Colombia is a culturally rich country, boasting a diverse landscape and incredible scenic beauty. Although its past reputation has dissuaded many foreigners from journeying to its shores, Colombia is beginning to be noticed as a potential expat destination with much to offer.
As with any country, life in Colombia has its ups and downs. We've put together a list of pros and cons about life in Colombia, so expats will know what to expect when landing in this South American country.
Accommodation in Colombia
+ PRO: Rentals are affordable
No matter where expats choose to live in Colombia, they'll discover that accommodation is extremely affordable. While certain areas are cheaper than others, most expats live in apartment complexes with good security. Many of these complexes also have amenities such as pools and gyms. On the other hand, those wanting to live in houses will discover that they are a lot more expensive and tend to be situated further from the city centre.
- CON: Not speaking Spanish may make securing a property difficult
Many landlords in Colombia don't speak English, so expats who don't have a good command of Spanish should either enlist the help of a Spanish-speaking friend or use a real estate agent to find and negotiate a rental. Unscrupulous landlords are also more likely to try to overcharge or scam an English speaker.
Cost of living in Colombia
+ PRO: Affordable cost of living
Colombia offers expats a Western lifestyle at a fraction of the cost. Along with everyday prices being generally lower than in other major South American cities, low taxes and many first-world amenities contribute to Colombia's allure. While foreign goods come at a high price, local goods and produce are cheap, and accommodation, public transport and healthcare are also affordable.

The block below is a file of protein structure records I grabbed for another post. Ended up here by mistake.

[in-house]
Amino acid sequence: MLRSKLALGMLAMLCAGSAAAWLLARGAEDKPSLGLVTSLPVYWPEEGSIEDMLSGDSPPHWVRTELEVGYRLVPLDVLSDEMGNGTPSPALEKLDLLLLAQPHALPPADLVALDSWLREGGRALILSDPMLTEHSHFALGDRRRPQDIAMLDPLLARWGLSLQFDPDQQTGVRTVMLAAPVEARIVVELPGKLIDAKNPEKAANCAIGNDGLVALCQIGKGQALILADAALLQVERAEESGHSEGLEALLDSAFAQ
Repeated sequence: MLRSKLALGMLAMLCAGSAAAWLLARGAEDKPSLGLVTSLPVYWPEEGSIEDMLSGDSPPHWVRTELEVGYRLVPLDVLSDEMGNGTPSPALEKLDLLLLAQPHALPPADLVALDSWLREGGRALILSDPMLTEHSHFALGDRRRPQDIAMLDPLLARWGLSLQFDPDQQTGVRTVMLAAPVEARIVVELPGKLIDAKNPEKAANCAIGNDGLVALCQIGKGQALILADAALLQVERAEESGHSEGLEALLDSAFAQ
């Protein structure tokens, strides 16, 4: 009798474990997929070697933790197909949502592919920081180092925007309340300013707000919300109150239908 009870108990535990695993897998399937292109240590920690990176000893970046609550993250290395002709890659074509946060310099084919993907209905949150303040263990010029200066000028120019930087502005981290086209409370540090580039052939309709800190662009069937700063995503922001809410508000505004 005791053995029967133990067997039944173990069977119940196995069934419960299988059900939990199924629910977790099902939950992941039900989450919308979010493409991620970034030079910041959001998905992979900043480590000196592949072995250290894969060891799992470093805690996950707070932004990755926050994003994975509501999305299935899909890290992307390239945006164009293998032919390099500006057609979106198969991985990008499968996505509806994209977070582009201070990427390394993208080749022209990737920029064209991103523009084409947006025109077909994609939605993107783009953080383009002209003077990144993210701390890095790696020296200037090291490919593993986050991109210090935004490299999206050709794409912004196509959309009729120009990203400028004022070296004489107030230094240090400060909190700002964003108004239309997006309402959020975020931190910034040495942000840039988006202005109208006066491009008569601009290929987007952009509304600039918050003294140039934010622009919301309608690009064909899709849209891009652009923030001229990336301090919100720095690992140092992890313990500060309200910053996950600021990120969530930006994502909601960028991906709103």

- CON: Local salaries are generally low
If working for a local company, expats shouldn't expect to make big money. Despite this, due to the country's low cost of living, even those earning the local peso will still have access to the high quality of life in Colombia. Expats earning foreign currency, on the other hand, will enjoy even greater purchasing power and a more lavish lifestyle.
Lifestyle in Colombia
+ PRO: Access to a range of activities
Colombia is geographically varied, with various areas to explore and many things to do. From hiking Colombia's great mountains and kayaking in the Amazon to diving in the Caribbean and whale watching in the Pacific, there are endless opportunities to venture off the beaten track.
+ PRO: Easy travel around Latin America
Colombia is an excellent base from which one can take trips around the rest of South America and farther north to Panama, Mexico and the Caribbean. Flights are cheap, but other than in Bogotá, Colombian airports can be relatively small, and flights may not be direct.
+ PRO: The local people are friendly
Colombians are incredibly friendly and welcoming and will go out of their way to assist any newcomers. Expats may find themselves questioned by curious locals as to why they've chosen to live in Colombia. And, although Colombians are proud of their country, they are more than happy to share its natural and cultural splendour. Expats should find themselves with plenty of local friends in Colombia before long.
- CON: English is not widely spoken
Expats wanting to integrate and stay in Colombia long term will need to learn to speak Spanish. The average Colombian doesn't speak much English, especially outside the major cities. Even expats who speak Spanish fluently may struggle to understand different regional meanings, vocabulary and slang, particularly that of the Caribbean coast.
- CON: Muggings and burglaries do occur
Although safety has improved significantly in recent years, opportunistic crimes such as pickpocketing, muggings and robberies occur. Expats should be vigilant and take the necessary precautions to secure their personal safety.
Food in Colombia
+ PRO: Delicious local cuisine
Colombian food is highly diverse, with each region having its own traditional dishes. It can be described as a blend of indigenous and Western tastes, with a strong Afro-Caribbean influence. Dishes generally consist of meat or seafood coated in delicious sauces, featuring a range of vegetables and starches. The country is also known for its exotic fruits grown in Colombia's fertile soil.